A: We are able to localize sounds heard on a towed hydrophone array using the time the sound arrives at each of the individual hydrophones. Within the array, the hydrophones are fixed in position so that their distance from one another can be accurately measured, and while the array itself may roll, the hydrophones are omni-directional—they sense sound with the same amplitude from all directions. When a sound is detected, the time of that sound's initial arrival at each individual hydrophone is measured, and the differences between those arrival times together provide a bearing to the sound source. For example, if the sound is ahead of the ship, the sound will arrive first at the hydrophone closest to the ship, then sequentially at those further away. As the ship moves forward towing the array, and more sounds from the same source are heard, the angle to the sound will change, eventually overlapping at the source's location. — Erin Oleson, Cetacean Research Program Lead

Q: Do the whales have names? Who gets to pick the whale names and how are they chosen? — Gideon (Seattle, WA)

A: Well, that depends a bit on the species of whale. But in general, there are too many whales for researchers to give them all names. Occasionally, when we see the same whale repeatedly over many years, we will give them a name. Usually, the researchers who study that whale will choose the name based on a distinctive feature on their body. For many whales, this is a color pattern on the side of their body or underside of their tail, but in the case of "Spike," a humpback whale regularly seen in the waters off Maui, his name comes from the unique spike-like protrusion just forward of his dorsal fin. — Andrea Bendlin, Marine Mammal Observer

Q: How can you possibly count ALL of the dolphins when they are mostly underwater? — Brie (Mānoa, HI)

A: For each group of dolphins we encounter, accounting for all individuals is mostly a matter of counting, counting, and re-counting animals when they surface to breathe, paying attention to where they are in relation to each other and how much time passes between surfacings. In larger groups, dolphins often cluster into smaller sub-groups, which are easier to count and then add together to get a full group size estimate. After watching multiple surfacings and making several separate counts, we start to get a good sense of how many animals are present. Then we express our multiple counts as a range—from the minimum to the maximum number of animals we're certain are present in the group—in addition to a best count. — Allan Ligon, Marine Mammal Observer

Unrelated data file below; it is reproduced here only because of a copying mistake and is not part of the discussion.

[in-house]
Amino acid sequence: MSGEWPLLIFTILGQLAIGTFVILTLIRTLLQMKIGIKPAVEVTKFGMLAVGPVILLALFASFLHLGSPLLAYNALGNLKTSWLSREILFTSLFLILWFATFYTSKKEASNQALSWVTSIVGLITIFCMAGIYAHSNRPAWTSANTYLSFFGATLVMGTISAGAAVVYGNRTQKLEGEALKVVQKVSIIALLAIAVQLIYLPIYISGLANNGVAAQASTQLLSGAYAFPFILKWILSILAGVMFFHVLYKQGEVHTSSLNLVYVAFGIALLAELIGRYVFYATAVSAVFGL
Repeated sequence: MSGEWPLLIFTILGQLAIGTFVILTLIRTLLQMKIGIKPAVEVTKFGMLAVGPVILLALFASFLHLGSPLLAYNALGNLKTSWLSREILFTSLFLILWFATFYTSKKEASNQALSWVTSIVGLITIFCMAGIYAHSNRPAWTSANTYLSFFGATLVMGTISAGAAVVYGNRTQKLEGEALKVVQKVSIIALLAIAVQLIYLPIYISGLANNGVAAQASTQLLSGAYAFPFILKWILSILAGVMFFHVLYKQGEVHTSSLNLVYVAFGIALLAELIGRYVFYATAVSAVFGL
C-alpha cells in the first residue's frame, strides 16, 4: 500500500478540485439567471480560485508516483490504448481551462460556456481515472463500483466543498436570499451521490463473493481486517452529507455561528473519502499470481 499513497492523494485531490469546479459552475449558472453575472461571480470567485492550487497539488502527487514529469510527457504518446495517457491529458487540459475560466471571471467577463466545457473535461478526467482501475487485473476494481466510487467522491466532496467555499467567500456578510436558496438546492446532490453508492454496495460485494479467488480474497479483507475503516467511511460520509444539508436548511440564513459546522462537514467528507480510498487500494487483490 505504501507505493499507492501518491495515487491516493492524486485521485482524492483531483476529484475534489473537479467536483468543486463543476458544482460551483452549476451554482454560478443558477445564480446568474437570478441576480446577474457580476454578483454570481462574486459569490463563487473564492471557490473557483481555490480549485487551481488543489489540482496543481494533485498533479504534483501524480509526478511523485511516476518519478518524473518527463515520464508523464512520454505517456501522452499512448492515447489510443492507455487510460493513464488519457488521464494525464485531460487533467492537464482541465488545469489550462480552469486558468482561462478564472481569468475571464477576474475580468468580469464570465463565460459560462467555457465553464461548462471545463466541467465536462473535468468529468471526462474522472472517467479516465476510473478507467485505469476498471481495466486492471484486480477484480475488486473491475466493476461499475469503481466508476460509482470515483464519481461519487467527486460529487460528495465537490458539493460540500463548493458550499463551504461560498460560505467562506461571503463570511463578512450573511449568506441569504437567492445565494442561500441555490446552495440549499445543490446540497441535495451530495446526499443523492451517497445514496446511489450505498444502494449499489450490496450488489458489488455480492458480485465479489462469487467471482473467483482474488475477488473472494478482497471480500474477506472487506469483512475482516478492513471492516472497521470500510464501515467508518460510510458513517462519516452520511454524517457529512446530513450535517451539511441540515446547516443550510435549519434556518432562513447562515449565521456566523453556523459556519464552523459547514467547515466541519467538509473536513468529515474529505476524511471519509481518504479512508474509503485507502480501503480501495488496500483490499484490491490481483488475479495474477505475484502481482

Q: How many people are on the ship, and what are their roles? — Brandon (Ballard, WA)

A: For each HICEAS leg, each NOAA ship has approximately 35-40 people aboard, including 20-25 ship's personnel and 13-15 scientists. The ship's personnel consist of 5-6 NOAA Corps officers, who oversee operations and drive the ship, and 15 or more crew members with specific roles: deckhands, engineers, cooks, a medical officer, and specialized technicians. The science party includes a cruise leader, who works with the ship's officers to keep the project on track, six marine mammal observers, two seabird observers, three acousticians, and one to three visiting scientists. While collecting scientific data is the main function of the ship, everyone on board plays an important role in making sure that happens safely and effectively. — Kym Yano, HICEAS Coordinator

Q: What do killer whales eat? — Jack (Waipiʻo, HI)

A: Just like humans around the world, different populations of killer whales eat different things. Some groups are extremely picky eaters, while others are more opportunistic. Along the west coast of North America, there are separate groups of killer whales that specialize on either salmon, marine mammals (seals, sea lions, porpoises, and even large whales), or sharks. In the North Atlantic, some killer whales specialize on herring or mackerel, but some also eat seals or tuna depending on location and time of year. In Antarctica, there are separate groups that specialize on minke whales, seals, penguins, or fish. Not much is known about the diet of killer whales that occur in Hawaiian waters, but they have been observed eating marine mammals, cephalopods (squid and octopus), and sharks. — Adam Ü, Cetacean Observer

Q: How many calves can a momma whale have in her lifetime? Do momma whales have twins? — Jen (Waipiʻo, HI)